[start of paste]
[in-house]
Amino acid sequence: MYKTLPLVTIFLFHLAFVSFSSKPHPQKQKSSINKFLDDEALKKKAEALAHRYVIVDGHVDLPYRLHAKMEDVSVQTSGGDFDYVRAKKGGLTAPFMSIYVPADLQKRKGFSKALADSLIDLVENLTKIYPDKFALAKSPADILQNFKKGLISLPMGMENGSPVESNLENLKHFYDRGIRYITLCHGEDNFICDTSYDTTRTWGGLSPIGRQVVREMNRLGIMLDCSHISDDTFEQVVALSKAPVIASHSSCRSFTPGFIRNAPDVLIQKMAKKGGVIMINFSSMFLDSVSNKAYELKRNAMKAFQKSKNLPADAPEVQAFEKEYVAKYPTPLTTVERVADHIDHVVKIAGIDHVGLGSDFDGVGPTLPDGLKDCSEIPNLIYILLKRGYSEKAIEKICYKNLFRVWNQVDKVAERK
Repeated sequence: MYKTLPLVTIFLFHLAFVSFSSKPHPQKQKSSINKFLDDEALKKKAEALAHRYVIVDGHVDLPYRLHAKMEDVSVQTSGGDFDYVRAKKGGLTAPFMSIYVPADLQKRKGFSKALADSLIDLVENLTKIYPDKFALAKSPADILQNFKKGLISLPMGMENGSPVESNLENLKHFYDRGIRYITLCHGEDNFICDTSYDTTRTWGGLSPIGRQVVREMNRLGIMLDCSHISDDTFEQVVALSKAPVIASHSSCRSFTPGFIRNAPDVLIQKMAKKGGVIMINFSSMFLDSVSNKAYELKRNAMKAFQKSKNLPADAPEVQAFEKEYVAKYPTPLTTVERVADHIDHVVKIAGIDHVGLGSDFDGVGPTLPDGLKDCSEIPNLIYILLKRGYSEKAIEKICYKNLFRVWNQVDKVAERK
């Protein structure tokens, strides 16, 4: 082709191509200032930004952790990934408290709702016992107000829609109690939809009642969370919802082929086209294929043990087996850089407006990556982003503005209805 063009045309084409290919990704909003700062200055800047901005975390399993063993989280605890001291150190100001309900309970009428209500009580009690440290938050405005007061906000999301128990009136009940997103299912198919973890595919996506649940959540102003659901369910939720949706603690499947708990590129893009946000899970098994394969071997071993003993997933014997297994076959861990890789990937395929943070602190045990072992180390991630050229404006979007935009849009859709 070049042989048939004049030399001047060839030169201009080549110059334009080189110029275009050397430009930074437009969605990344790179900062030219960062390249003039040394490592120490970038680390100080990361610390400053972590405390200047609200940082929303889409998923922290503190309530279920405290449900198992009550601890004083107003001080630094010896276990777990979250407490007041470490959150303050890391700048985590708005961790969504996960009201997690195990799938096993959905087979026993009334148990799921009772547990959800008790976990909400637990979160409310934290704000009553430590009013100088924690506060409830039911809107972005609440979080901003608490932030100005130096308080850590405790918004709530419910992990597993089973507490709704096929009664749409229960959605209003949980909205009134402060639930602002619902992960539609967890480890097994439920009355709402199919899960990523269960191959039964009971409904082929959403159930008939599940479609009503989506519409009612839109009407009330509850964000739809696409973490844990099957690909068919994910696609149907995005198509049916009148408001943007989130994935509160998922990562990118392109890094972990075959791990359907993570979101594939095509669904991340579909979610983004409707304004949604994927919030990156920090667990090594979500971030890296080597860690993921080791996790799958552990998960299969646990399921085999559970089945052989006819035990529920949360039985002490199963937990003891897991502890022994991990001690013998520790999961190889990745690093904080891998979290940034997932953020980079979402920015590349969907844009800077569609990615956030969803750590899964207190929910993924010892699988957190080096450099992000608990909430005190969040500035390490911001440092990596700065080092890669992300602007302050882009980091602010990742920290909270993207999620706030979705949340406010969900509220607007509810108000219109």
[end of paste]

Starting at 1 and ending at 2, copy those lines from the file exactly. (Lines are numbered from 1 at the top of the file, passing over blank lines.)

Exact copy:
[in-house]
Amino acid sequence: MYKTLPLVTIFLFHLAFVSFSSKPHPQKQKSSINKFLDDEALKKKAEALAHRYVIVDGHVDLPYRLHAKMEDVSVQTSGGDFDYVRAKKGGLTAPFMSIYVPADLQKRKGFSKALADSLIDLVENLTKIYPDKFALAKSPADILQNFKKGLISLPMGMENGSPVESNLENLKHFYDRGIRYITLCHGEDNFICDTSYDTTRTWGGLSPIGRQVVREMNRLGIMLDCSHISDDTFEQVVALSKAPVIASHSSCRSFTPGFIRNAPDVLIQKMAKKGGVIMINFSSMFLDSVSNKAYELKRNAMKAFQKSKNLPADAPEVQAFEKEYVAKYPTPLTTVERVADHIDHVVKIAGIDHVGLGSDFDGVGPTLPDGLKDCSEIPNLIYILLKRGYSEKAIEKICYKNLFRVWNQVDKVAERK